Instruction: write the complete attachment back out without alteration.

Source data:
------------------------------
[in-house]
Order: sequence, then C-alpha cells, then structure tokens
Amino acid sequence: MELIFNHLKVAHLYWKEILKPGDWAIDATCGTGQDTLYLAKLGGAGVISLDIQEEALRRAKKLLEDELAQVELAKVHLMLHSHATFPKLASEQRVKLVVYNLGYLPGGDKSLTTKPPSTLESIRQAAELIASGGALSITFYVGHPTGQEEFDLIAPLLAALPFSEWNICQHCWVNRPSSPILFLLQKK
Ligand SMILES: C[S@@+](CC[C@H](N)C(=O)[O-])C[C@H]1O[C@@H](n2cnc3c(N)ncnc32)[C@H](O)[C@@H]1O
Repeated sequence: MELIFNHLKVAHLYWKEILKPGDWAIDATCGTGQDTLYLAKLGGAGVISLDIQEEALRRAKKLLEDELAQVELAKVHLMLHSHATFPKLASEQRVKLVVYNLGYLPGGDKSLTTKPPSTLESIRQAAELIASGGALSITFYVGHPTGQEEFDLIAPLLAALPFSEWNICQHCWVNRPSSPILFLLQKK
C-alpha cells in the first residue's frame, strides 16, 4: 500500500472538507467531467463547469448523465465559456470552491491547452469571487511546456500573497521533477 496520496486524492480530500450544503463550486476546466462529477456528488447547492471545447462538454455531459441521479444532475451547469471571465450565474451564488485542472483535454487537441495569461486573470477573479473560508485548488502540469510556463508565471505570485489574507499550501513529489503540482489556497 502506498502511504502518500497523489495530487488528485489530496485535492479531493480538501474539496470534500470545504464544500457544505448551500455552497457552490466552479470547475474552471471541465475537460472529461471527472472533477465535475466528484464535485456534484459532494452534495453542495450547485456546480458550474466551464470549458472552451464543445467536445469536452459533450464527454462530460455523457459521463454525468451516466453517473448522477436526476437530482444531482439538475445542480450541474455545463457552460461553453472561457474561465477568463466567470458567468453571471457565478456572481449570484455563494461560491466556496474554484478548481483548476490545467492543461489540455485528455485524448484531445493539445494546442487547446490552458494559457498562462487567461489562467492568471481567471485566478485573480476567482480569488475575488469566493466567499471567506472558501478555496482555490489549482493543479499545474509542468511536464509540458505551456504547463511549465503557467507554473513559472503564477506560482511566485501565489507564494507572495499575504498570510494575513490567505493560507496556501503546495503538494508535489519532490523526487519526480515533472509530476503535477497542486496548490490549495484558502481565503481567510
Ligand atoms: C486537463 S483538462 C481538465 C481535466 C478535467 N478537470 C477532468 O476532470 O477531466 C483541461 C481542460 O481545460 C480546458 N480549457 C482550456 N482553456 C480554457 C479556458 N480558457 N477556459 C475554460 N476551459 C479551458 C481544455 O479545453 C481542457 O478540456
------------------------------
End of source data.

[in-house]
Order: sequence, then C-alpha cells, then structure tokens
Amino acid sequence: MELIFNHLKVAHLYWKEILKPGDWAIDATCGTGQDTLYLAKLGGAGVISLDIQEEALRRAKKLLEDELAQVELAKVHLMLHSHATFPKLASEQRVKLVVYNLGYLPGGDKSLTTKPPSTLESIRQAAELIASGGALSITFYVGHPTGQEEFDLIAPLLAALPFSEWNICQHCWVNRPSSPILFLLQKK
Ligand SMILES: C[S@@+](CC[C@H](N)C(=O)[O-])C[C@H]1O[C@@H](n2cnc3c(N)ncnc32)[C@H](O)[C@@H]1O
Repeated sequence: MELIFNHLKVAHLYWKEILKPGDWAIDATCGTGQDTLYLAKLGGAGVISLDIQEEALRRAKKLLEDELAQVELAKVHLMLHSHATFPKLASEQRVKLVVYNLGYLPGGDKSLTTKPPSTLESIRQAAELIASGGALSITFYVGHPTGQEEFDLIAPLLAALPFSEWNICQHCWVNRPSSPILFLLQKK
C-alpha cells in the first residue's frame, strides 16, 4: 500500500472538507467531467463547469448523465465559456470552491491547452469571487511546456500573497521533477 496520496486524492480530500450544503463550486476546466462529477456528488447547492471545447462538454455531459441521479444532475451547469471571465450565474451564488485542472483535454487537441495569461486573470477573479473560508485548488502540469510556463508565471505570485489574507499550501513529489503540482489556497 502506498502511504502518500497523489495530487488528485489530496485535492479531493480538501474539496470534500470545504464544500457544505448551500455552497457552490466552479470547475474552471471541465475537460472529461471527472472533477465535475466528484464535485456534484459532494452534495453542495450547485456546480458550474466551464470549458472552451464543445467536445469536452459533450464527454462530460455523457459521463454525468451516466453517473448522477436526476437530482444531482439538475445542480450541474455545463457552460461553453472561457474561465477568463466567470458567468453571471457565478456572481449570484455563494461560491466556496474554484478548481483548476490545467492543461489540455485528455485524448484531445493539445494546442487547446490552458494559457498562462487567461489562467492568471481567471485566478485573480476567482480569488475575488469566493466567499471567506472558501478555496482555490489549482493543479499545474509542468511536464509540458505551456504547463511549465503557467507554473513559472503564477506560482511566485501565489507564494507572495499575504498570510494575513490567505493560507496556501503546495503538494508535489519532490523526487519526480515533472509530476503535477497542486496548490490549495484558502481565503481567510
Ligand atoms: C486537463 S483538462 C481538465 C481535466 C478535467 N478537470 C477532468 O476532470 O477531466 C483541461 C481542460 O481545460 C480546458 N480549457 C482550456 N482553456 C480554457 C479556458 N480558457 N477556459 C475554460 N476551459 C479551458 C481544455 O479545453 C481542457 O478540456